Holiday season holds the special feeling of magic

Despite the common misconception that holiday cheer is solely born from ‘Christmas spirit,” the ‘magical” feeling of the winter season transcends all religious holidays. This sense of joy and cheer can even be felt by those who don’t celebrate any winter holidays.


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The holiday season holds something more than just presents and good food, but what is it exactly? I can’t really put my finger on the exact word or answer that sums up the feeling I get when I’m driving at night underneath the stars and everybody has lights up on their houses.
The holiday season holds a special place in many people’s hearts, but there is no word to describe the sensation everybody gets, no matter what holiday they celebrate specifically. Even those who do not celebrate winter holidays see all the decorations and feel the magic in the air.
I use the word “magic” because that’s the closest word in the English dictionary to describe what’s in the air during this time of the year. So many people are cheerful. People sing in the streets, caroling with frosty noses and rosy cheeks.
Many parents would also use the term “magical” when describing a short, round, white-bearded man that comes down every house’s chimney one night every year. I think this is where the word “magic” was first applied to the winter holidays but not where the magical feeling started. It didn’t start with Santa Claus on 24th Street or Kevin McCallister’s adventures while at home alone.
The feeling has always been here but it now is covered by nostalgia and parties. Not saying parties aren’t a part of the holidays, but the feeling is still there without them. The magic binds everybody together as one. It has always been with us and forever will be. The magic dies when we die. It’s not a childhood feeling that goes away after a while, but it stays with us throughout our whole lives, growing and changing at the same pace we do.
It doesn’t matter which holiday the people celebrate necessarily because the feeling transcends all of them.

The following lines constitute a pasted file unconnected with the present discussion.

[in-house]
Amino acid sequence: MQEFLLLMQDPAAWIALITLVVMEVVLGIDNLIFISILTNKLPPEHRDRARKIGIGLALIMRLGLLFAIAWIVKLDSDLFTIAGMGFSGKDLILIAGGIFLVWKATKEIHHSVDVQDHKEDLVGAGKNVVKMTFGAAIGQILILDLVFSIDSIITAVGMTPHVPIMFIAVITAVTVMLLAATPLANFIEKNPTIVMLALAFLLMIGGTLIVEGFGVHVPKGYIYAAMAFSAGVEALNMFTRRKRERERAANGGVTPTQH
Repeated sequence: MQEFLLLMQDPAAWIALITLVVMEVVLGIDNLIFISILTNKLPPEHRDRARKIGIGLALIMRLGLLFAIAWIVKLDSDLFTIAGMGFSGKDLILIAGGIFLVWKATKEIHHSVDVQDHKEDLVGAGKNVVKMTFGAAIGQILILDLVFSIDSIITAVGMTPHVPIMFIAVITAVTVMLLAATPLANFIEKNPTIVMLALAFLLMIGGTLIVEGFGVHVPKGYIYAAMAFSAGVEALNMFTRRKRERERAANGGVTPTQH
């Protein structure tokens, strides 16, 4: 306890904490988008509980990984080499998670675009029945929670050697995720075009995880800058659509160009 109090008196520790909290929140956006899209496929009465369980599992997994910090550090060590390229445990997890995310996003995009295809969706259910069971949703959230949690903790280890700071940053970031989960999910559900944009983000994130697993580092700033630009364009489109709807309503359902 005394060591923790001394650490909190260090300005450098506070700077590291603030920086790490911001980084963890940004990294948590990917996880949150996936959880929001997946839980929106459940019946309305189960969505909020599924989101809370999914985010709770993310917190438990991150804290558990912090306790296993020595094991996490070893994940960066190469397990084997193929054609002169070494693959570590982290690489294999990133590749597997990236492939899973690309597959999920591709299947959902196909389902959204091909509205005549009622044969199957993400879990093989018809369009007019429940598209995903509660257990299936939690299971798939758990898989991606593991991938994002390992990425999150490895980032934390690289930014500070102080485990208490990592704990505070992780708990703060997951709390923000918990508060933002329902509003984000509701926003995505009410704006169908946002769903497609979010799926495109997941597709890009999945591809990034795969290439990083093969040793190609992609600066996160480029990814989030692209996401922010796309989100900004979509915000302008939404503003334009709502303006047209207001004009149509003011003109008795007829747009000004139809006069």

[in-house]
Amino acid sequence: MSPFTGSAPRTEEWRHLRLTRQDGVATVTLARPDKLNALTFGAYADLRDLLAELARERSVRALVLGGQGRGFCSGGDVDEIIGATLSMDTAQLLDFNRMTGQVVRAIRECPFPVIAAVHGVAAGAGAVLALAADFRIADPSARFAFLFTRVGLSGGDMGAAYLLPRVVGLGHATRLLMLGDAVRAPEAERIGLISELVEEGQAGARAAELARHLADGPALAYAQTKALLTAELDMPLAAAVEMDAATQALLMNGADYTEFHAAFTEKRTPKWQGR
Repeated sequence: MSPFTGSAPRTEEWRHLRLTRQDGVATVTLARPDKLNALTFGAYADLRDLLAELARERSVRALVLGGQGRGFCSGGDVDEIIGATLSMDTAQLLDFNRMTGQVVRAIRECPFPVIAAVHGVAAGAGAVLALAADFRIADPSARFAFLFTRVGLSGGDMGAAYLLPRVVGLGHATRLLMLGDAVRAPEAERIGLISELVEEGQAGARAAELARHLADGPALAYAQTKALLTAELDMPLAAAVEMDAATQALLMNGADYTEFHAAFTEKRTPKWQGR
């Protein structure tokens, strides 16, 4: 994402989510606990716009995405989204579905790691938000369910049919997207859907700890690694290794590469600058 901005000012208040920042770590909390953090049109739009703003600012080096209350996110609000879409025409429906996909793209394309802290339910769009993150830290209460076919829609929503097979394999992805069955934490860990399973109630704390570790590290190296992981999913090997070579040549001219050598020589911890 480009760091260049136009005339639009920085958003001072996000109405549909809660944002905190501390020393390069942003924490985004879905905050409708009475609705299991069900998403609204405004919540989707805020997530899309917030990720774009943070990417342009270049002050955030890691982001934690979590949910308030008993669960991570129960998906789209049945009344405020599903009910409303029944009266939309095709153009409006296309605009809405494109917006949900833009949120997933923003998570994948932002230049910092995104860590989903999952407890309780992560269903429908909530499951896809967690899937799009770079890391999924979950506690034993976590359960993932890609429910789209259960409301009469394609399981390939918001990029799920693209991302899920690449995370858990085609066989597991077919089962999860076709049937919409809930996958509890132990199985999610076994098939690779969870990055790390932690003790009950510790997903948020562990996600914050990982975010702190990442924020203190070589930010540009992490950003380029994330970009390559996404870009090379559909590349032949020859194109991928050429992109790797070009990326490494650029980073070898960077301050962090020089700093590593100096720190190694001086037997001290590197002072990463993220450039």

The feeling of magic does not affect people differently based on their religions or beliefs.
It’s indescribable by one word. People say, “It’s just the Christmas spirit,” but those who don’t celebrate Christmas still feel it.
Senior Ruchi Hegde does not celebrate any winter holidays, hasn’t done a gift exchange in her family for a few years now and has never put up a Christmas tree in her house before. Yet, she still says she can feel the spirit of the holiday season.
“[Friends’ happiness] makes me happy…during the holidays,” Hegde said. “Some people really go all out, in decorations. Seeing other people decorate, for me, is really cool to see.”
Many people feel the magic of the holidays even if they don’t celebrate one themselves. It’s an interesting feeling because it doesn’t exclude anybody unless they try to exclude themselves. The only person I know who has done that is a fictional character named Ebenezer Scrooge, oddly enough from an old Christmas tale. Yet, throughout the night of Christmas Eve Scrooge learns to include himself in the holiday spirit and once again he finds himself feeling the holiday spirit.
The indescribable feeling for the holiday magic we all feel is here to stay and I feel like we should create a word for it, but at this point “magic” just fits so well. It would be a shame to put more scientific labels on an unscientific feeling – the feeling of magic.